“Let’s take some more weeks before we claim victory,” said Ilaria Capua, an Italian virologist at the University of Florida.
Ranieri Guerra, a World Health Organization assistant director-general who is advising the Italian Health Ministry, said the risk could rise if Europe goes through the summer without a major spike and people drop their guard and revert to their pre-virus behavior.
“We have achieved a lot, with massive sacrifices,” Guerra said. “But the virus is still circulating.”
France is one of the only European countries that has seen a notable uptick in daily cases since it began to loosen restrictions. It is not clear what caused the increases. Jean-François Delfraissy, the head of France’s National Scientific Council, said Friday that the overall trend was nonetheless a significant decline in case numbers. “We can reasonably say the virus is currently under control," he said, speaking to France Inter radio. "The virus is still circulating, in certain regions in particular… but it is circulating slowly. Where we had tens of thousands of cases, about 80,000 new cases per day in March before the confinement, we estimate that we’re now around about 1,000.”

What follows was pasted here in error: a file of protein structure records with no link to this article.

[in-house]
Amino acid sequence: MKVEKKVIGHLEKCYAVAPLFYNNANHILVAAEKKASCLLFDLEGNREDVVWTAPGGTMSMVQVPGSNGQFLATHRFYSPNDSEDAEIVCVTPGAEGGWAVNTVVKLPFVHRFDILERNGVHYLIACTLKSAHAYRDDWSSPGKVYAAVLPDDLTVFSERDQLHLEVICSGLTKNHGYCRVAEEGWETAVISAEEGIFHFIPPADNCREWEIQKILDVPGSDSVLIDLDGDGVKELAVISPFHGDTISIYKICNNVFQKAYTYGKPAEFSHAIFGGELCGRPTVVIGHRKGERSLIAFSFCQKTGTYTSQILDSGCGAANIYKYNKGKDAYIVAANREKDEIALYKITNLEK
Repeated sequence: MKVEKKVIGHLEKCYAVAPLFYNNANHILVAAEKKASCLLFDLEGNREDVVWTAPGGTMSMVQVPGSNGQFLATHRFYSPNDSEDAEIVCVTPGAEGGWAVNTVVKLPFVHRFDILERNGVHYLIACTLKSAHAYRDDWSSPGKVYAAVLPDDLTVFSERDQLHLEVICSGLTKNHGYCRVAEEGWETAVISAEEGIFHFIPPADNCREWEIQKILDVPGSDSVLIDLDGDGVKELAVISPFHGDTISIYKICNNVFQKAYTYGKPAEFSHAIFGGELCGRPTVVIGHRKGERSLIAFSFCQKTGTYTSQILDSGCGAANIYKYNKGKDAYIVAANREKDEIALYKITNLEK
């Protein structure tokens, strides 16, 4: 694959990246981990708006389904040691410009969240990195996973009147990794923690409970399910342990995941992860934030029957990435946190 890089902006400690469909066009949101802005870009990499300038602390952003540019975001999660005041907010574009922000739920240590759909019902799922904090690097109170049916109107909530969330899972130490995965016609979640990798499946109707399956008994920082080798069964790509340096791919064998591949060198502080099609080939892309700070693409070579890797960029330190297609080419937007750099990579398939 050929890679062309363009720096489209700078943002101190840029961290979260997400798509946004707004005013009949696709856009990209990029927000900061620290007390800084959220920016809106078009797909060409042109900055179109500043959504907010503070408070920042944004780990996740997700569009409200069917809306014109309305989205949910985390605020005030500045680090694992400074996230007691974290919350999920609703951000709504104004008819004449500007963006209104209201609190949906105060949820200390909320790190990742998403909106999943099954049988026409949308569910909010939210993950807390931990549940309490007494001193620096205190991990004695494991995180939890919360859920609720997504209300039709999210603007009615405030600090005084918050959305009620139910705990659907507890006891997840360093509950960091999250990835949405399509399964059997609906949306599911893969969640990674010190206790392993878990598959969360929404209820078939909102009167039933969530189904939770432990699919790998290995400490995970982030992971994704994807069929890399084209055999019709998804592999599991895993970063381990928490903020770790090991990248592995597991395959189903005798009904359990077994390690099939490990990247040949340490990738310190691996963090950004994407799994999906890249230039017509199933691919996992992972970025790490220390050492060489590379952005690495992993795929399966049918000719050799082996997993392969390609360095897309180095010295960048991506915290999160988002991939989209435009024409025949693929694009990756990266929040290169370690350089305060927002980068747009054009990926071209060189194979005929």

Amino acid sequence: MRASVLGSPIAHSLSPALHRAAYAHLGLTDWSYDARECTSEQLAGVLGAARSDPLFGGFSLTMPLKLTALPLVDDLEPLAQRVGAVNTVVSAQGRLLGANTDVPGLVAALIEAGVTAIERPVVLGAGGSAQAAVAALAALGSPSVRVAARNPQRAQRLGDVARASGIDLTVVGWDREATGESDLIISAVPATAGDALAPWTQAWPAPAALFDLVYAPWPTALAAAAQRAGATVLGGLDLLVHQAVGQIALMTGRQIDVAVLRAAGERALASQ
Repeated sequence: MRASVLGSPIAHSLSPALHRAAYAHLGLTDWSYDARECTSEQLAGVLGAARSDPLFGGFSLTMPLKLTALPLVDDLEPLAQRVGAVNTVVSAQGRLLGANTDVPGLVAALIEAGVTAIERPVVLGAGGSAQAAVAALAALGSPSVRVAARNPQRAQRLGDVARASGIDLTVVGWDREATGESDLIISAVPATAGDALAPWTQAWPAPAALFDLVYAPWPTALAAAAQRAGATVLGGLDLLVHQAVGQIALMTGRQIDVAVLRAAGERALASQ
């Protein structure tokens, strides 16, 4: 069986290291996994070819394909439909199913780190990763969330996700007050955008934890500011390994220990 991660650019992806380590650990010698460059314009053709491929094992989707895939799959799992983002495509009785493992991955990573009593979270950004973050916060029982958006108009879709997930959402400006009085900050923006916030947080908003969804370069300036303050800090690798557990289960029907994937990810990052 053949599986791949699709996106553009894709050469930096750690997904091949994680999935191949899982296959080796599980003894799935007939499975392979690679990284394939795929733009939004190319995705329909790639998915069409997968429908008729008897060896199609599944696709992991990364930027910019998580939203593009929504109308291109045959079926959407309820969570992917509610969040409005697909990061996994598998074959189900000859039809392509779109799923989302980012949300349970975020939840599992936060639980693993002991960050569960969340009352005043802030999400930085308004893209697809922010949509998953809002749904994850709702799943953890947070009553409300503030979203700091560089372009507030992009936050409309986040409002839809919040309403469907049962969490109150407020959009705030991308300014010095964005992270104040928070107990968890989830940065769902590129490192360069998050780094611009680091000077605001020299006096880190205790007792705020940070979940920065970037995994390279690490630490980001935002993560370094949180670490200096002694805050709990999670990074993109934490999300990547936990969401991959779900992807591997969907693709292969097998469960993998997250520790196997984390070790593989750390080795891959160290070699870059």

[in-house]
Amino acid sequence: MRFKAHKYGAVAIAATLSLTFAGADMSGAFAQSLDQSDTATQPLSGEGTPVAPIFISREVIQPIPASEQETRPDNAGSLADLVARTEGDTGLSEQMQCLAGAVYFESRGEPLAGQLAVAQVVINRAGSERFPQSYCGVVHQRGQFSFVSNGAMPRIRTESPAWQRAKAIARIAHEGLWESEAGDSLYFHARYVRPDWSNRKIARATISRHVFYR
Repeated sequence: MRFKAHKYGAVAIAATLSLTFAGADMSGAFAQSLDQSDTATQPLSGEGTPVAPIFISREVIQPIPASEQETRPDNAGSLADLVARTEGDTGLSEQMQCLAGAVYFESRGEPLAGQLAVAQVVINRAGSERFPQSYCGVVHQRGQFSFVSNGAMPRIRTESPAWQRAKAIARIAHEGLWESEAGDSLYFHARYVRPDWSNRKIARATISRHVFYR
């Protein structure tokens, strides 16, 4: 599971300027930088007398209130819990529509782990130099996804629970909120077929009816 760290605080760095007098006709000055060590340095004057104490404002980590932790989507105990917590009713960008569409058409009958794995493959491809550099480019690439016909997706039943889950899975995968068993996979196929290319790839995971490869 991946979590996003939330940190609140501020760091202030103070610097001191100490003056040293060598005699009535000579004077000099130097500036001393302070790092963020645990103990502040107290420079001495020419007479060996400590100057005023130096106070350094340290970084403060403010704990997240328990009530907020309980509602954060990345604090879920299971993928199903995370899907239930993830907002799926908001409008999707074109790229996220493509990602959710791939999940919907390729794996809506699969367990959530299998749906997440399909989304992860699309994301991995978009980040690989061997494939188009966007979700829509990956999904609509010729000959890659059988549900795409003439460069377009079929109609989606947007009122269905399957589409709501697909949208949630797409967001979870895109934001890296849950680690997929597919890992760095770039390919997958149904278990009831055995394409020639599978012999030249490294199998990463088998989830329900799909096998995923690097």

Some other countries have seen small but manageable clusters of infections over the past month. One, in the lightly populated Italian region of Molise, was reportedly linked to a funeral. Spain has seen several clusters attributed to parties. In Germany, there have been several outbreaks connected to meat packing plants and to indoor gatherings.
The latest such outbreak, a cluster of 36 infections in the Lower Saxony city of Göttingen, was said to have stemmed from private family parties during Eid holiday festivities and a hookah bar that was open in breach of health guidelines. More than 300 people have been quarantined.